Implementing an anti-zombie initiative is no easy task, but it can be done and done well if you take the process seriously and stay dedicated to invigorating your workforce.
Be candid about your numbers. High turnover is a strong sign that there is a zombie problem. High absenteeism, poor output, and substandard financial performance are other clues. Think about what you would see if your organization were-zombie free and what numbers would be associated with that vision. Next, compare those statistics to the current reality and set some performance goals.
Once you understand your global numbers, you should measure employee engagement. You can run a formal survey with a company that specializes in engagement or create one on your own. As with step one, the goal here is to get a sense of what’s working, what isn’t, and the breadth of your zombie problem.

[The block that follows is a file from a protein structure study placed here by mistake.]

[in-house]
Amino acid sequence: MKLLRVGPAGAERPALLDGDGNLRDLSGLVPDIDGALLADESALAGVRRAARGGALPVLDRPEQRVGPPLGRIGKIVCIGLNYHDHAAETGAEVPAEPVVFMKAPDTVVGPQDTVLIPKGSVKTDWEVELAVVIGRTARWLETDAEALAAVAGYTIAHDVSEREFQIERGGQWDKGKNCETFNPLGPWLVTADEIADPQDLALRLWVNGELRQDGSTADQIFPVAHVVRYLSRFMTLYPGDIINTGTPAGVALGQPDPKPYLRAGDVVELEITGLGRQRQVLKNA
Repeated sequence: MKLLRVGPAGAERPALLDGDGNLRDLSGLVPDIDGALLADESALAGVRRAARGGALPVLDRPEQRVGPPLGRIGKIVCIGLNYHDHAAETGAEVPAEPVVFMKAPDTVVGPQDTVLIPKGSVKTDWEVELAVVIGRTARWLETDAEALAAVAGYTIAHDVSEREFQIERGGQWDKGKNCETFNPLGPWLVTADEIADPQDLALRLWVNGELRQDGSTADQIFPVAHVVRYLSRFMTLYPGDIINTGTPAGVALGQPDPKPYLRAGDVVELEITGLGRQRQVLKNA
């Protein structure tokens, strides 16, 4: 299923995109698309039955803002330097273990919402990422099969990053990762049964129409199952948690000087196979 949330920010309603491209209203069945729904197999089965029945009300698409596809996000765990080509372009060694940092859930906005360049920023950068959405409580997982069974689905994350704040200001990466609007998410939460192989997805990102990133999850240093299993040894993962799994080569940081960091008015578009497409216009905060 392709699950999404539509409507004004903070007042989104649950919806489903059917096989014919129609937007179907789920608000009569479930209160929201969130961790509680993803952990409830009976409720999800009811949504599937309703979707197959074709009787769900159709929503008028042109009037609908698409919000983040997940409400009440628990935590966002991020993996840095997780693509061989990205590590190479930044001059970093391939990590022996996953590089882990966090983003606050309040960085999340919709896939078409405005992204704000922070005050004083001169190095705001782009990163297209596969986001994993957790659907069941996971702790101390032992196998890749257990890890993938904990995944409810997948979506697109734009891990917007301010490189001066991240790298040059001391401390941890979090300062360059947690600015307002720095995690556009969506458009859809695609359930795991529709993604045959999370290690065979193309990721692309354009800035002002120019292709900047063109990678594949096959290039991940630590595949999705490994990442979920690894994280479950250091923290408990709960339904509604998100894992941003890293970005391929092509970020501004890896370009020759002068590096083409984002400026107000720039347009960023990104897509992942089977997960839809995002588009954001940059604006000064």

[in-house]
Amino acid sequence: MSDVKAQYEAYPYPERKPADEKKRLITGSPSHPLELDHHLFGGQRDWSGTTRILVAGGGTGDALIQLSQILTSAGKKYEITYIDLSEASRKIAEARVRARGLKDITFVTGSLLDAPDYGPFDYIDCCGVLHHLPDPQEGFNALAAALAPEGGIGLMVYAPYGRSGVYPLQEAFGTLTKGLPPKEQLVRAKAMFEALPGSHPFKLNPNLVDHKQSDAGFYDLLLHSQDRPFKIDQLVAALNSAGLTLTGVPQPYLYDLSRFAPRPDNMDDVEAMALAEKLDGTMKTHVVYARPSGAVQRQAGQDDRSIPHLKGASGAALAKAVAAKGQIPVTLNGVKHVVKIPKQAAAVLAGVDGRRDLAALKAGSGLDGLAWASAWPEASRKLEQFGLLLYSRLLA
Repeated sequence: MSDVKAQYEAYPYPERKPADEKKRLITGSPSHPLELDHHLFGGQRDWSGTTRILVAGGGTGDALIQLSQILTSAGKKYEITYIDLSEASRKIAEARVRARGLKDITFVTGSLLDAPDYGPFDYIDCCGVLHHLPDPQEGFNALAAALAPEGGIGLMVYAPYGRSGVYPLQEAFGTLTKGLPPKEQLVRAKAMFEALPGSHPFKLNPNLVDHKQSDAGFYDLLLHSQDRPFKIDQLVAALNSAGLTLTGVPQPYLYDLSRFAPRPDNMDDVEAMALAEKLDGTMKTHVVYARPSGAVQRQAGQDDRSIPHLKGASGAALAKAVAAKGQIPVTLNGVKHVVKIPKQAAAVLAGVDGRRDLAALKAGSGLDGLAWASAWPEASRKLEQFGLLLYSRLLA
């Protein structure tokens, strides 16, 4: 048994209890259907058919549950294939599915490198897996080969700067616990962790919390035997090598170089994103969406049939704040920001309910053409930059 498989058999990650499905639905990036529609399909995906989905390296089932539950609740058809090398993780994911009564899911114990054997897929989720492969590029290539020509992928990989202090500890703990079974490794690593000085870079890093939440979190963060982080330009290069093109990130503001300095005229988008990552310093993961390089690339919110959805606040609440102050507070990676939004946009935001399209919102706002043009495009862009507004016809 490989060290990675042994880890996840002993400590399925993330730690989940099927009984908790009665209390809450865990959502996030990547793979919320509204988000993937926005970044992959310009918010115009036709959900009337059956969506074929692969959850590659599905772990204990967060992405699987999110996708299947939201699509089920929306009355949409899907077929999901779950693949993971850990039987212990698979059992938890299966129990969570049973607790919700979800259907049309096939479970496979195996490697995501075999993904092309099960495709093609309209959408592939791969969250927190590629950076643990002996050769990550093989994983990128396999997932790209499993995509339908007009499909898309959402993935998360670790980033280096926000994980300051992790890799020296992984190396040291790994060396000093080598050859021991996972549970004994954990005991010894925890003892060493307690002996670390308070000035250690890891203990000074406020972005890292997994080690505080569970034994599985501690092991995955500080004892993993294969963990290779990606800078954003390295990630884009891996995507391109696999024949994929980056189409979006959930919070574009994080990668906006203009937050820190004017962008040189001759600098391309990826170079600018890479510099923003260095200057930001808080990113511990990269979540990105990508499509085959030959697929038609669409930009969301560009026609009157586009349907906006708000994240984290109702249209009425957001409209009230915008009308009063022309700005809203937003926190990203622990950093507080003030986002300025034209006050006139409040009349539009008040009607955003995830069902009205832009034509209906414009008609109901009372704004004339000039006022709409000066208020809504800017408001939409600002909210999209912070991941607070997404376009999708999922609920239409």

Next, ask yourself what are you seeing and hearing that you don’t want to see, and what are you not seeing and hearing that you do? After you know where the gaps are, think about solutions to address those shortcomings. If your zombies belong to the status-quo category, for example, consider putting in a process whereby everyone is tasked with finding two ways to improve his or her work processes or outputs. No matter what you choose, be sure you have the stamina to stick with the zombie-eradication tactics you implement. Fewer activities done well will beat a lot of mediocre ones every time.